Uren and his crew at U.S. Scuba will make 16 Reef Balls, the largest of which will be 4 feet tall by 5 feet in diameter, and place them in a 100-by-300-foot area of the lake. The reef balls are made out of a special neutralized concrete with a rough surface texture that provides shelter for life to grow without being devoured immediately by the fish. In salt water, this allows for the settlement and growth of hard corals. In fresh water, algae and snails will move in and provide feeding ground for the fish.

Researchers hope that with the abundance of fish food, the Reef Balls will be not only a fish attractor, but a fish producer.

It's this mimicking of nature that sets apart the Reef Balls from other types of artificial reefs, said Todd Barber, president of the Reef Ball Development Group in Atlanta. Most artificial reefs are put down for the purpose of simply attracting more fish, either for fishermen or for recreational diving. The trouble is, all of these organisms in a small area are easier to catch. They also compete for food, get weaker and produce fewer eggs with the long-term result being fewer fish.

"Our goal is to create a natural species diversity and population density that you'd see on a natural reef," Barber said. "So, we would say a reef is successful if we can look at a 6-foot Reef Ball and look at a 6-foot (natural) reef and we count the exact same number of fish and the same types of fish."

This success already has been documented in salt water, but not in fresh water. That's where Uren and his team at U.S. Scuba come in. Store manager Tim Sellick teaches a Research Diver course. Divers who take the course will be given 30-minute shifts to lay down on the bottom of the lake and count the numbers and types of fish entering and exiting a grid they've set up using special pipes. In return, the divers will get a free day out on the lake. The study will be conducted for the next three years.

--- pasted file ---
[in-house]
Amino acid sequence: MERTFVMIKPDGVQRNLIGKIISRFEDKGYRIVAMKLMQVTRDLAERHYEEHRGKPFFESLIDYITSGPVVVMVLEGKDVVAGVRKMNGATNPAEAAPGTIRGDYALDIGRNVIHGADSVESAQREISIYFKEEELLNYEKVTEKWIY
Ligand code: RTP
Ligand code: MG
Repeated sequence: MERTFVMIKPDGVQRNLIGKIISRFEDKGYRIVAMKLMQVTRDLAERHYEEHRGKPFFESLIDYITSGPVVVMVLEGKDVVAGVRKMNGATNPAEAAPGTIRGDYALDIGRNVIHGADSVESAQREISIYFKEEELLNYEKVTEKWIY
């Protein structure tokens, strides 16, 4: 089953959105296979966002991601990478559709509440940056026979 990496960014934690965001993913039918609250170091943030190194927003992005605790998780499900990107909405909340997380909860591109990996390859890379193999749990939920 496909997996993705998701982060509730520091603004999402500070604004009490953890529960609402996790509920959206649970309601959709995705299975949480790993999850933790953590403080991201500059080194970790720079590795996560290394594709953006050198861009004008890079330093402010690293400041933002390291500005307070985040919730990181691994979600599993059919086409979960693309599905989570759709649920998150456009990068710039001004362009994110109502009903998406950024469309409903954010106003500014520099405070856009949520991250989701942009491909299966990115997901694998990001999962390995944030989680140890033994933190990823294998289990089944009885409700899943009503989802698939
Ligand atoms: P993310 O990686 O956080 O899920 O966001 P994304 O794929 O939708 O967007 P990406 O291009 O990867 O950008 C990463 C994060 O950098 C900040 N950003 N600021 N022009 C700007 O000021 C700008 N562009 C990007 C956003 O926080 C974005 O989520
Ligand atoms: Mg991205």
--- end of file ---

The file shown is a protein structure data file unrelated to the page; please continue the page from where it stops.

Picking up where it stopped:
Ray Hill, a diver from Oakland Township, is excited about the prospect of making Stoney Lake a more-diverse and enjoyable dive site. He's helping with the initial research and so far, he's observed large-mouth bass, crappie and a huge variety of sunfish. Carp and catfish have been spotted near the Reef Balls at night.

For Uren, improving the overall vitality of Stoney Lake is just a continuation of what his store has always attempted to do in its involvement and donations to ecological projects all over the world. Education also is a strong motivation -- not only for the divers who take his course, but for schools. This spring, Uren is considering bringing in classes from local schools to make miniature Reef Balls and put them in the lake. He would have underwater video cameras set up so the kids could watch their homemade fish habitats in action.

For Barber, that's the reason his Reef Ball company -- which ordinarily works on a larger scale in efforts to save saltwater reefs from extinction -- is involved in this smaller-scale freshwater project.

"The education benefit alone of this project makes it worth it," Barber said. "It gets you thinking about reefs and the roles they play in ecosystems."

Copyright 1996, The Detroit News